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VIDEO: Deputy Steve Cox, 15 other fallen law enforcers honored with new King County Sheriff’s Office memorial

December 2nd, 2016 at 12:24 pm Posted in King County Sheriff's Office, White Center news | 1 Comment »

(WCN photos/video)

That’s the plaque for King County Sheriff’s Deputy Steve Cox on the new memorial KCSO just dedicated for the 16 law enforcers it has lost in the line of duty. Deputy Cox, the White Center community leader who was killed 10 years ago today, is the most recent, but, Sheriff John Urquhart warned somberly, won’t be the last.

The short ceremony in the jury room at the King County Courthouse downtown this morning also acknowledged the sad coincidence that this event, long in the works, comes as the state mourns a Tacoma police officer killed in the line of duty this week. After the ceremony, everyone moved to the courthouse lobby outside the Sheriff’s Office, with fallen officers’ family members in the front row for the unveiling:

Family members had been given roses as they entered the ceremony, and many were placed below the memorial before they left:

We also recorded video of the ceremony at which Sheriff Urquhart and King County Councilmember Reagan Dunn spoke.

ADDED FRIDAY NIGHT: Here’s that video:

And here’s the official KCSO news release about today’s event: Read the rest of this entry »

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North Highline Unincorporated Area Council: Shelter, encampment, memories…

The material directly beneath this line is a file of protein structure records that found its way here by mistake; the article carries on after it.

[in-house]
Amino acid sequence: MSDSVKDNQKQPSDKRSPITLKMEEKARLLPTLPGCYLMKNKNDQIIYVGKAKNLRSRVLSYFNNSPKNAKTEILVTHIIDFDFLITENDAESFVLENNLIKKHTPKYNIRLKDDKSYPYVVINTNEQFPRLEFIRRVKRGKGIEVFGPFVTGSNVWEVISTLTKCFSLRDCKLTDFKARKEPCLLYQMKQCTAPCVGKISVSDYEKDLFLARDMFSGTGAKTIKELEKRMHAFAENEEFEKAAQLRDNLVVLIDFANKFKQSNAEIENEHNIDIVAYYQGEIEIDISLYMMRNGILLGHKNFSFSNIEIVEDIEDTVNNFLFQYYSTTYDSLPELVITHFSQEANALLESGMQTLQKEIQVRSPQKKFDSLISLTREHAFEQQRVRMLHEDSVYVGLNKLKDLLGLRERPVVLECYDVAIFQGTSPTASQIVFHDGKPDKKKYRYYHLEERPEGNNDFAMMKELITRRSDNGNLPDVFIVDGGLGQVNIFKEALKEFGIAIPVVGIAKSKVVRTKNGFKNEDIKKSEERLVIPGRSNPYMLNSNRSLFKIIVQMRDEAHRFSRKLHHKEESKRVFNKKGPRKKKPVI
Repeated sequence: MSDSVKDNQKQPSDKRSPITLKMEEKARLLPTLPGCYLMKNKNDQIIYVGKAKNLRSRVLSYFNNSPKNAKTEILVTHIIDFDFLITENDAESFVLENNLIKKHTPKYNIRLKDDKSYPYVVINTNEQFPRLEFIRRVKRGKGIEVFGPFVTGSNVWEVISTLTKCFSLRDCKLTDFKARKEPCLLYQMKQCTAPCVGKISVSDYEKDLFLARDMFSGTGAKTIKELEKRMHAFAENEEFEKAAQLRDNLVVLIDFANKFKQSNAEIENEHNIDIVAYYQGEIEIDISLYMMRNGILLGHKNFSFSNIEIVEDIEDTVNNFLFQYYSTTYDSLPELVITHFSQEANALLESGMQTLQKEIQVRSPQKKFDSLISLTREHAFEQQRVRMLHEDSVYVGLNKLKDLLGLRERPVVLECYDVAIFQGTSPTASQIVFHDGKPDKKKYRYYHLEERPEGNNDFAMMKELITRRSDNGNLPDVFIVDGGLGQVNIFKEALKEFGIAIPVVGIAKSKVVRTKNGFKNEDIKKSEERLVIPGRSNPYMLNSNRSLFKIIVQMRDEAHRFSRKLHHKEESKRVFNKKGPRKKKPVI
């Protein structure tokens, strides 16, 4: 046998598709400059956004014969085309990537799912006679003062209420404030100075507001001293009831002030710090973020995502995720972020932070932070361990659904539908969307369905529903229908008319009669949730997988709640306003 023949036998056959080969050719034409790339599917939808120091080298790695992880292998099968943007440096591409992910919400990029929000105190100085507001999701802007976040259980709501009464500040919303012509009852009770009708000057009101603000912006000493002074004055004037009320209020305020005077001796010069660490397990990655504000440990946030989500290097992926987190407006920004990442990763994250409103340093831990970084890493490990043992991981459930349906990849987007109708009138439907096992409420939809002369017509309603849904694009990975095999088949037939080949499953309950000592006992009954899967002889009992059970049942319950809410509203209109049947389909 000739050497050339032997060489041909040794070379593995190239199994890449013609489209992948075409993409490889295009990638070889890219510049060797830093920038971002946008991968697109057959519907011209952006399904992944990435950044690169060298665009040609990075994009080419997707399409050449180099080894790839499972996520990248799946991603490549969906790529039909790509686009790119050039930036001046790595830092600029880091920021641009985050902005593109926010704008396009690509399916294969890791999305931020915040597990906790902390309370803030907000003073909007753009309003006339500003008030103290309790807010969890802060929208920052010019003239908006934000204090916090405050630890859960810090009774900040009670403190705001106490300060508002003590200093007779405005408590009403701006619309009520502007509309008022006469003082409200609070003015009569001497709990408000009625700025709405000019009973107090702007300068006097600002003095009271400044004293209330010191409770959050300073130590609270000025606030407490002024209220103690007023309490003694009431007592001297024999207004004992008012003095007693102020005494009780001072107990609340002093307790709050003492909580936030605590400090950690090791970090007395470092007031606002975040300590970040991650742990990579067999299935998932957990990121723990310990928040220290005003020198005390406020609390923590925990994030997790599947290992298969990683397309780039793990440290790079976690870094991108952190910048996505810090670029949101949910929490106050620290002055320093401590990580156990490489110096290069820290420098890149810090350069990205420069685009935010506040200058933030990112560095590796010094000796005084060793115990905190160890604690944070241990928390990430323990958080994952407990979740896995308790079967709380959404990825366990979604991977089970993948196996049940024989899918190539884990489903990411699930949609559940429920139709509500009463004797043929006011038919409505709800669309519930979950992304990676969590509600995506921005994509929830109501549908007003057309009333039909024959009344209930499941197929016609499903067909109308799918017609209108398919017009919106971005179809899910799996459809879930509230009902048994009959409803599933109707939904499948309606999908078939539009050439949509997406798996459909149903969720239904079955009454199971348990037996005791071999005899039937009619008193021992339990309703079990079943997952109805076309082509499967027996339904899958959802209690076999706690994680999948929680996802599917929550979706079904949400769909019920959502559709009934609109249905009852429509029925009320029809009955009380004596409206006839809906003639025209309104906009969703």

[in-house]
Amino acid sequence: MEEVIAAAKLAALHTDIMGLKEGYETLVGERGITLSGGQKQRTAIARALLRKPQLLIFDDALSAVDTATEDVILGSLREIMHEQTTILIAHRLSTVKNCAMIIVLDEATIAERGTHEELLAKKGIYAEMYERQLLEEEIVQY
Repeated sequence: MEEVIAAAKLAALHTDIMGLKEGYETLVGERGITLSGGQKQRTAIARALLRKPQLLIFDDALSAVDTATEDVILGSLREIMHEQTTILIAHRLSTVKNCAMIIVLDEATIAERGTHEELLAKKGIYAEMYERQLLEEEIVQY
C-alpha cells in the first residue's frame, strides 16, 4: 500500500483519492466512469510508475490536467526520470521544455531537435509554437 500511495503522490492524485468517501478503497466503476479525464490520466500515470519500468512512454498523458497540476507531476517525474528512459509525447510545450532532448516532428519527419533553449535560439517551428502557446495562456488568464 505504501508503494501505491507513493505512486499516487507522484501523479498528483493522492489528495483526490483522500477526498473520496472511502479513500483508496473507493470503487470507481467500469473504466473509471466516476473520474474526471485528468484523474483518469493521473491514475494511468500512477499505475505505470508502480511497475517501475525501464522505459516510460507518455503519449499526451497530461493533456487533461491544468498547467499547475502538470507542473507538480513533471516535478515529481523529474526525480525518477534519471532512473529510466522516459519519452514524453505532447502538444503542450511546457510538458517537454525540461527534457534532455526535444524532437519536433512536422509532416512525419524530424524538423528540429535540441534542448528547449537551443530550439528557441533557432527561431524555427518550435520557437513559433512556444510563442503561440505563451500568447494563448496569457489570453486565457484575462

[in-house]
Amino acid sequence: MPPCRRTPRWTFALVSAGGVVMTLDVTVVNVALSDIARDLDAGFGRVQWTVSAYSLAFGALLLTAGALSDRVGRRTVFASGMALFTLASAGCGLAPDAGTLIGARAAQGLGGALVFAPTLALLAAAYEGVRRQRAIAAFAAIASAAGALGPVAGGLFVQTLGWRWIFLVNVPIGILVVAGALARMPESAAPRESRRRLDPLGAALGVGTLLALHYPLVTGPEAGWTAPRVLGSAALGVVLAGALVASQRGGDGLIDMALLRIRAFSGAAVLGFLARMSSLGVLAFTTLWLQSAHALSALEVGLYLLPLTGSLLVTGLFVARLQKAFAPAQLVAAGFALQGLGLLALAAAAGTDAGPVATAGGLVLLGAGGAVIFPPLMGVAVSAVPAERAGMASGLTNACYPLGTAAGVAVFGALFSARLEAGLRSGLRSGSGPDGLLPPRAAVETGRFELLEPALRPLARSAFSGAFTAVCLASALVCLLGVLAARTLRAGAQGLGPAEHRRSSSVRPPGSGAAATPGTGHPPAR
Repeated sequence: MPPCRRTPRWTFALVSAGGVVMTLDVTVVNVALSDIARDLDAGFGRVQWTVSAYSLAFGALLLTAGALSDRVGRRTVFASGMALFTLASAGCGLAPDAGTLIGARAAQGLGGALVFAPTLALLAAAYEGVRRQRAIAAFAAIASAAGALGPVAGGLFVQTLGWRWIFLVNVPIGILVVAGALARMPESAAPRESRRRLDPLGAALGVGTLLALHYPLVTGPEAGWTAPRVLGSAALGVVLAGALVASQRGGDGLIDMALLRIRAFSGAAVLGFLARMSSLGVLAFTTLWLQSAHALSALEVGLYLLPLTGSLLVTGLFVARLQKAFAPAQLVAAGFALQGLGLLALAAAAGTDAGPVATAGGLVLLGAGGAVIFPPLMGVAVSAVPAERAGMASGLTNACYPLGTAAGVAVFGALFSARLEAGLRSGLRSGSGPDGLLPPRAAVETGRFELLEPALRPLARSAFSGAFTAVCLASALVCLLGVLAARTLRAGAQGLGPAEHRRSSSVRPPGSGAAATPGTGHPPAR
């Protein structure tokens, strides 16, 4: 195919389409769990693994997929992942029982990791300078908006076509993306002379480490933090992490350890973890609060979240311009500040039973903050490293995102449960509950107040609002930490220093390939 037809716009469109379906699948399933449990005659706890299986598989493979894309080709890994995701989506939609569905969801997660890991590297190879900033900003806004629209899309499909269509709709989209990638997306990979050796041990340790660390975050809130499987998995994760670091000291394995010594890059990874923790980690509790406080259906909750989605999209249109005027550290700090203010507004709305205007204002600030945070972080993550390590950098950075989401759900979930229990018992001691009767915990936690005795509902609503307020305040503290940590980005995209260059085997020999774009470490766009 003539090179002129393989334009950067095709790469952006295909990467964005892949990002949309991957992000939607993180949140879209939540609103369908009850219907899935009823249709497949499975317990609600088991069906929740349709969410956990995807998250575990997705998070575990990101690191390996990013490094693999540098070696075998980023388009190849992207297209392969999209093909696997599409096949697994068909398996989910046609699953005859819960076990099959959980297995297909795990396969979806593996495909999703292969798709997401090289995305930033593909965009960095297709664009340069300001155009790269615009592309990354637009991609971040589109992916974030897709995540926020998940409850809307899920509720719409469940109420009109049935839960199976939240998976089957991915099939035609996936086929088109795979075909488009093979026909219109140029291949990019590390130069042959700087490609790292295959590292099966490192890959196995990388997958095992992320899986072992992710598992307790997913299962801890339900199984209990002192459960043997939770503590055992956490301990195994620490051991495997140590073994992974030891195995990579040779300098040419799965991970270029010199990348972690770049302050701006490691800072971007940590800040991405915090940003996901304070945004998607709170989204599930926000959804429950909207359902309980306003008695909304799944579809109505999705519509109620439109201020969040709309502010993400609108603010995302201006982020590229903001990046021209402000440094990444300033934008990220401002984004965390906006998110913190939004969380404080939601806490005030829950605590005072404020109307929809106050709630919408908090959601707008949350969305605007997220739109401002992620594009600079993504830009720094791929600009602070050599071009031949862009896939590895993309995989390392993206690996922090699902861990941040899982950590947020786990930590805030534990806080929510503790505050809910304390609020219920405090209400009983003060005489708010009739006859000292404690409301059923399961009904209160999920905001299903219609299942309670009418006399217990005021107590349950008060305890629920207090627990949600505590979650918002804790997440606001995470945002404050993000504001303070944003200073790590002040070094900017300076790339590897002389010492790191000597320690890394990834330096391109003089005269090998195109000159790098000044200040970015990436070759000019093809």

December 2nd, 2016 at 8:38 am Posted in North Highline UAC, White Center news | 2 Comments »

By Tracy Record
White Center Now editor

This month’s North Highline Unincorporated Area Council meeting included discussions of two separate and very different plans to house people experiencing homelessness. Here are last night’s highlights:

SHELTER UPDATE: As reported here Wednesday, the King County shelter plan for the ex-Public Health building at 8th SW/SW 108th has changed, after weeks of work with a community task force. Mark Ellerbrook from King County and Marty Hartman from Mary’s Place came to talk about the new “family shelter” plan.

“We’ve got some steps to go through first,” Ellerbrook said, especially regarding revising the permit application “as quickly as we can … so we can make any chances in the building that we need to make.” He addressed a topic that we asked him about yesterday; “our need for shelter for single adults has not gone down,” but, “if you look at the Highline School District specifically, at least 74 homeless students – living in cars or in a tent under a bridge, and trying to go to school, make a go of it … from about 36 families.” That number is dynamic and changes, he noted. He reiterated that they plan a “large community meeting” in January.